Summary: Lame rant on the importance of buzzwords and fads in high tech.
John C. Dvorak, an award-winning technical columnist, is not known for avoiding (technical) controversies. Some of his opinions and predictions (such as suggestion that Apple would abandon MacOS and switch to Windows) were proved wrong (at least thus far); others came true (for example, he predicted that Apple would release iPod despite Steve Jobs' denial). In a recent column Dvorak responds to Sam Palmisano (head of IBM) who has just pronounced client-server computing dead. Says Palmisano:
"The PC client-server model has run its course."According to Palmisano, businesses must "escape the economic waste that has plagued traditional client-server architectures" and move to "a new architecture for data centers" coupled with "software as a service (SaaS) environments and service-oriented architectures (SOAs)."
Dvorak calls Palmisano's "new" approach nothing more than:
"what they do now, but with a fancy name"and concludes:
"In the next few years we will see more and more new monikers that rename what we already do but change absolutely nothing."You may discard Dvorak's opinion as irrelevant, but if you decide to analyze Palmisano's statement seriously, you will have to answer similar questions. Do client-server architectures really plaque businesses with economic waste? If they do, what (or who) can guarantee that the "new" architecture will do any better? By emphasizing the end of PC client-server model, does Palmisano mean to somehow distinguish it from non-PC client-server models? Does he suggest that non-PC client-server models (whatever they are) are alive and well? What is so particular about the PC (vs. non-PC) client-server model other than the fact that with the recent sale of PC unit to Lenovo IBM has exited the PC business? And which "traditional" client-server architectures is Palmisano talking about: 2-tier, 3-tier, n-tier, ...? Isn't Web-based architecture also client-server, as Dvorak rightly points out? Aren't all distributed application architectures based on the client-server architecture (even peer-to-peer can be viewed as client-server at certain angle, as well as SOA and others)?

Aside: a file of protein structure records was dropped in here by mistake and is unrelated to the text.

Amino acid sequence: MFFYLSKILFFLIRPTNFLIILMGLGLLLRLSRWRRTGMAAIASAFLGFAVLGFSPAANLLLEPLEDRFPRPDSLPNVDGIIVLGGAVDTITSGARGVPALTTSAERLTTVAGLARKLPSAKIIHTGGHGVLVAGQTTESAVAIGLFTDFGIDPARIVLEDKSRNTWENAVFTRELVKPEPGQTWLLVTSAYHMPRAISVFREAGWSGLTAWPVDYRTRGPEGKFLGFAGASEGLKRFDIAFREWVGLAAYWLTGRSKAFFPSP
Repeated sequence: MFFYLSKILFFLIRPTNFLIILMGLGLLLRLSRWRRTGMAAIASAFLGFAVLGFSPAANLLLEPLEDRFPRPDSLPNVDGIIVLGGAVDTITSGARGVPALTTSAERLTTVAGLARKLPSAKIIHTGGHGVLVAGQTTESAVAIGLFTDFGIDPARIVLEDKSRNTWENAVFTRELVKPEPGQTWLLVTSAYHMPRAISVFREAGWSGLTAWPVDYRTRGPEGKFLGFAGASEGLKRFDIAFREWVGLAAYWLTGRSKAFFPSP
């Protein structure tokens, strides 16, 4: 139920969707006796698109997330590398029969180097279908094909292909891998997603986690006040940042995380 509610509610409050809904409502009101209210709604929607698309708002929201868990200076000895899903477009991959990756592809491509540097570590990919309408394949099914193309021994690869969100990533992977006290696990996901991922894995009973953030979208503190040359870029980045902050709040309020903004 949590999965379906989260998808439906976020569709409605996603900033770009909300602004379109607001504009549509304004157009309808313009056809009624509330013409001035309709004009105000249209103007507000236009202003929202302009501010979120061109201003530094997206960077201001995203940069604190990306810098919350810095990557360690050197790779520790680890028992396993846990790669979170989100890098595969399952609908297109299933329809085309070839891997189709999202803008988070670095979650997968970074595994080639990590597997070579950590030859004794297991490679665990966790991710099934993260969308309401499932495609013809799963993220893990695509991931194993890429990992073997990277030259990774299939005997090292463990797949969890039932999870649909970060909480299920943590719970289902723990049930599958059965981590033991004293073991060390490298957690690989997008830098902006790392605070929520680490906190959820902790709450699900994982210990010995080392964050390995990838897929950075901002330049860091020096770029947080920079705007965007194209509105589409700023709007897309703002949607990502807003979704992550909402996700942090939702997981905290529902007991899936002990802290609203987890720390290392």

I guess, Palmisano, who majored in history at school and specialized in sales at work, did not intend to be technically precise, or even correct. His likely goal -- and it's hard to argue with Dvorak about this -- must be promotion of the IBM's current lines of businesses (servers, consulting services), and buzzwords seem to be the best promotional drivers in the today's corporate world. In fact, if he substituted a new architecture for data centers with IBM-built hardware and software as a service (SaaS) environments and service-oriented architectures (SOAs) with IBM-built software, Palmisano's talking points would make more sense (at least, from the IBM's perspective), but they would not generate as much hype.